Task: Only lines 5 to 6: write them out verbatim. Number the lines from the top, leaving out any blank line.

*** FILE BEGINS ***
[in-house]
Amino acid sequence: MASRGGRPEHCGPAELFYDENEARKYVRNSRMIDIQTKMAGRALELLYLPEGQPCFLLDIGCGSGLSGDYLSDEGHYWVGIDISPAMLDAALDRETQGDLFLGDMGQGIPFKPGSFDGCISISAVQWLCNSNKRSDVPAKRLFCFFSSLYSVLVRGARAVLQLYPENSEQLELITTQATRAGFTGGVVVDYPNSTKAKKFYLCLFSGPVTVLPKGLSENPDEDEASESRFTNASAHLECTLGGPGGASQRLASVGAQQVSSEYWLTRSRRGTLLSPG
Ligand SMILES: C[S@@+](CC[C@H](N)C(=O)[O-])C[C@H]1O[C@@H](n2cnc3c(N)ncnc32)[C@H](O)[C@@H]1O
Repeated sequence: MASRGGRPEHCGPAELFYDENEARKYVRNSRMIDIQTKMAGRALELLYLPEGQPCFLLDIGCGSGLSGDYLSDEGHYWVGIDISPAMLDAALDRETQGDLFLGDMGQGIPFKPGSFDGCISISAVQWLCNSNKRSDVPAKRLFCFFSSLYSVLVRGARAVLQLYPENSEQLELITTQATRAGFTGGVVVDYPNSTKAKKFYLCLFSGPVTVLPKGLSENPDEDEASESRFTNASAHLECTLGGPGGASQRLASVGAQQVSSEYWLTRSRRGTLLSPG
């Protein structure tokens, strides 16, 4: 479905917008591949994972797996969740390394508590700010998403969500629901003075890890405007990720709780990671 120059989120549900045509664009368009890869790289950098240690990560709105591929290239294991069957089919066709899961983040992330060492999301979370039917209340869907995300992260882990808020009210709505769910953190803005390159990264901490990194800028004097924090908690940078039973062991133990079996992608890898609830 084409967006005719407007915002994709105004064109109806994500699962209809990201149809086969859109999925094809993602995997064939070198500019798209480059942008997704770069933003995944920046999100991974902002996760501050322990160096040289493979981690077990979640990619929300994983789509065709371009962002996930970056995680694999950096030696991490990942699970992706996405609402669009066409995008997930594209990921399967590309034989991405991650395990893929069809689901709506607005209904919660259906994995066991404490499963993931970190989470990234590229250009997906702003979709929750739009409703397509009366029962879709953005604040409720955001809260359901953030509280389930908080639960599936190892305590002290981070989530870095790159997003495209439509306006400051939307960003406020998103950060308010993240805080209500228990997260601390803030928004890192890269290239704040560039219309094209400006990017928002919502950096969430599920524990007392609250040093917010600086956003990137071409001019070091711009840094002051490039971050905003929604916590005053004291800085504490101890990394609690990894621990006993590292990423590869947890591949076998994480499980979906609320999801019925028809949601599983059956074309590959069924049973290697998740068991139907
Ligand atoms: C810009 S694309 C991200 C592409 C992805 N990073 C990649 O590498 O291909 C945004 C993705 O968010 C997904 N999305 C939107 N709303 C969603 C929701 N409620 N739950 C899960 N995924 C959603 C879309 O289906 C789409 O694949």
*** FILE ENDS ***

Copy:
């Protein structure tokens, strides 16, 4: 479905917008591949994972797996969740390394508590700010998403969500629901003075890890405007990720709780990671 120059989120549900045509664009368009890869790289950098240690990560709105591929290239294991069957089919066709899961983040992330060492999301979370039917209340869907995300992260882990808020009210709505769910953190803005390159990264901490990194800028004097924090908690940078039973062991133990079996992608890898609830 084409967006005719407007915002994709105004064109109806994500699962209809990201149809086969859109999925094809993602995997064939070198500019798209480059942008997704770069933003995944920046999100991974902002996760501050322990160096040289493979981690077990979640990619929300994983789509065709371009962002996930970056995680694999950096030696991490990942699970992706996405609402669009066409995008997930594209990921399967590309034989991405991650395990893929069809689901709506607005209904919660259906994995066991404490499963993931970190989470990234590229250009997906702003979709929750739009409703397509009366029962879709953005604040409720955001809260359901953030509280389930908080639960599936190892305590002290981070989530870095790159997003495209439509306006400051939307960003406020998103950060308010993240805080209500228990997260601390803030928004890192890269290239704040560039219309094209400006990017928002919502950096969430599920524990007392609250040093917010600086956003990137071409001019070091711009840094002051490039971050905003929604916590005053004291800085504490101890990394609690990894621990006993590292990423590869947890591949076998994480499980979906609320999801019925028809949601599983059956074309590959069924049973290697998740068991139907
Ligand atoms: C810009 S694309 C991200 C592409 C992805 N990073 C990649 O590498 O291909 C945004 C993705 O968010 C997904 N999305 C939107 N709303 C969603 C929701 N409620 N739950 C899960 N995924 C959603 C879309 O289906 C789409 O694949």